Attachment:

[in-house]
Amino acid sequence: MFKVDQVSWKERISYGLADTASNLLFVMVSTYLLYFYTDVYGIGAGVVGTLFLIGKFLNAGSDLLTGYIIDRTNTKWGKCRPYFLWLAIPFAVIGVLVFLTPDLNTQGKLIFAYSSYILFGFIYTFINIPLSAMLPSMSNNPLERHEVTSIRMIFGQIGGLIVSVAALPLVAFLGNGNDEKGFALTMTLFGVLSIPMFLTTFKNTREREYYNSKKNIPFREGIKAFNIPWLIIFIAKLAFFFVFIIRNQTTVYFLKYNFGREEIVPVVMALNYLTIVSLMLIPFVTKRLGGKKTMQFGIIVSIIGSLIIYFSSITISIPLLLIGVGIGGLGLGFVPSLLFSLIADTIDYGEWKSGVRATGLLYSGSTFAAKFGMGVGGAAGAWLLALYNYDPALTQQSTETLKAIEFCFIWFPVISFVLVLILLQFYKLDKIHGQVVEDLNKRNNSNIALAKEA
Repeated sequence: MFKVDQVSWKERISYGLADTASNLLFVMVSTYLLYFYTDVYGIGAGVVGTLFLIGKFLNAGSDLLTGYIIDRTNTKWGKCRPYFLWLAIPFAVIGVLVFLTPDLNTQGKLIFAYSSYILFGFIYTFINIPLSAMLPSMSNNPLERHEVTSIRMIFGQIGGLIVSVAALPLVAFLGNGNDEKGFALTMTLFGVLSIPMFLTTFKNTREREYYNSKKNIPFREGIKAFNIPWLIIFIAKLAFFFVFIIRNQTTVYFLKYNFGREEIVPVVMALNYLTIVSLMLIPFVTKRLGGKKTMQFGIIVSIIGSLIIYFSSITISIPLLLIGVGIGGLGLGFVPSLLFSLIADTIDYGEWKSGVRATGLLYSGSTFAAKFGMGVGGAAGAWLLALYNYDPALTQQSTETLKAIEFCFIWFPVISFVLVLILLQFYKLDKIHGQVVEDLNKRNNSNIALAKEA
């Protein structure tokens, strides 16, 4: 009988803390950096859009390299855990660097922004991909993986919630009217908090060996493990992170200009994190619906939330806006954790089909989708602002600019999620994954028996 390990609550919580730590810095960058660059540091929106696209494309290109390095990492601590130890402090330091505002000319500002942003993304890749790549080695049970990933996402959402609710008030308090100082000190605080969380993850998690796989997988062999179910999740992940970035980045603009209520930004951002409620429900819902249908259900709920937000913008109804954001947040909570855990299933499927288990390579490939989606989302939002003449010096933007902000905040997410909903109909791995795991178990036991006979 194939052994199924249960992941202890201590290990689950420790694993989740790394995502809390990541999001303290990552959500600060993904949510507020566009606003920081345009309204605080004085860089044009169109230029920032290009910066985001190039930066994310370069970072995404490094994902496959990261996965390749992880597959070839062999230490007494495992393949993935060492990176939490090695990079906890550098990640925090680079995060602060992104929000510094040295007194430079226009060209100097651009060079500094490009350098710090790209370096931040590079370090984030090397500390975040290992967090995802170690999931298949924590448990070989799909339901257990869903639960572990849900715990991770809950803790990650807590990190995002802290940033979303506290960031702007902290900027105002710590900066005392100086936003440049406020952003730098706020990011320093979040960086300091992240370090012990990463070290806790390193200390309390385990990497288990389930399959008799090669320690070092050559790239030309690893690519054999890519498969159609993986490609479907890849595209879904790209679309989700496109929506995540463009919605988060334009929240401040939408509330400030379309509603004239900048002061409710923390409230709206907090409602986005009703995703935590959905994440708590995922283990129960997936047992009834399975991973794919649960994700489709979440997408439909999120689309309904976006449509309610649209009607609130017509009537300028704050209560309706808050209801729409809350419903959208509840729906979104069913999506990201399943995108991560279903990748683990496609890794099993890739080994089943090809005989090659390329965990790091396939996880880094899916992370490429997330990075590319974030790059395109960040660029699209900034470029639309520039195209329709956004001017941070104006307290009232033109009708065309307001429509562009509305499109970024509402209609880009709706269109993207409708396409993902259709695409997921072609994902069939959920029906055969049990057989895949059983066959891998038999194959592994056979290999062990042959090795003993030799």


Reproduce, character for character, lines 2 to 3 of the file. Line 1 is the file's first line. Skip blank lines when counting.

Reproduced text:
Amino acid sequence: MFKVDQVSWKERISYGLADTASNLLFVMVSTYLLYFYTDVYGIGAGVVGTLFLIGKFLNAGSDLLTGYIIDRTNTKWGKCRPYFLWLAIPFAVIGVLVFLTPDLNTQGKLIFAYSSYILFGFIYTFINIPLSAMLPSMSNNPLERHEVTSIRMIFGQIGGLIVSVAALPLVAFLGNGNDEKGFALTMTLFGVLSIPMFLTTFKNTREREYYNSKKNIPFREGIKAFNIPWLIIFIAKLAFFFVFIIRNQTTVYFLKYNFGREEIVPVVMALNYLTIVSLMLIPFVTKRLGGKKTMQFGIIVSIIGSLIIYFSSITISIPLLLIGVGIGGLGLGFVPSLLFSLIADTIDYGEWKSGVRATGLLYSGSTFAAKFGMGVGGAAGAWLLALYNYDPALTQQSTETLKAIEFCFIWFPVISFVLVLILLQFYKLDKIHGQVVEDLNKRNNSNIALAKEA
Repeated sequence: MFKVDQVSWKERISYGLADTASNLLFVMVSTYLLYFYTDVYGIGAGVVGTLFLIGKFLNAGSDLLTGYIIDRTNTKWGKCRPYFLWLAIPFAVIGVLVFLTPDLNTQGKLIFAYSSYILFGFIYTFINIPLSAMLPSMSNNPLERHEVTSIRMIFGQIGGLIVSVAALPLVAFLGNGNDEKGFALTMTLFGVLSIPMFLTTFKNTREREYYNSKKNIPFREGIKAFNIPWLIIFIAKLAFFFVFIIRNQTTVYFLKYNFGREEIVPVVMALNYLTIVSLMLIPFVTKRLGGKKTMQFGIIVSIIGSLIIYFSSITISIPLLLIGVGIGGLGLGFVPSLLFSLIADTIDYGEWKSGVRATGLLYSGSTFAAKFGMGVGGAAGAWLLALYNYDPALTQQSTETLKAIEFCFIWFPVISFVLVLILLQFYKLDKIHGQVVEDLNKRNNSNIALAKEA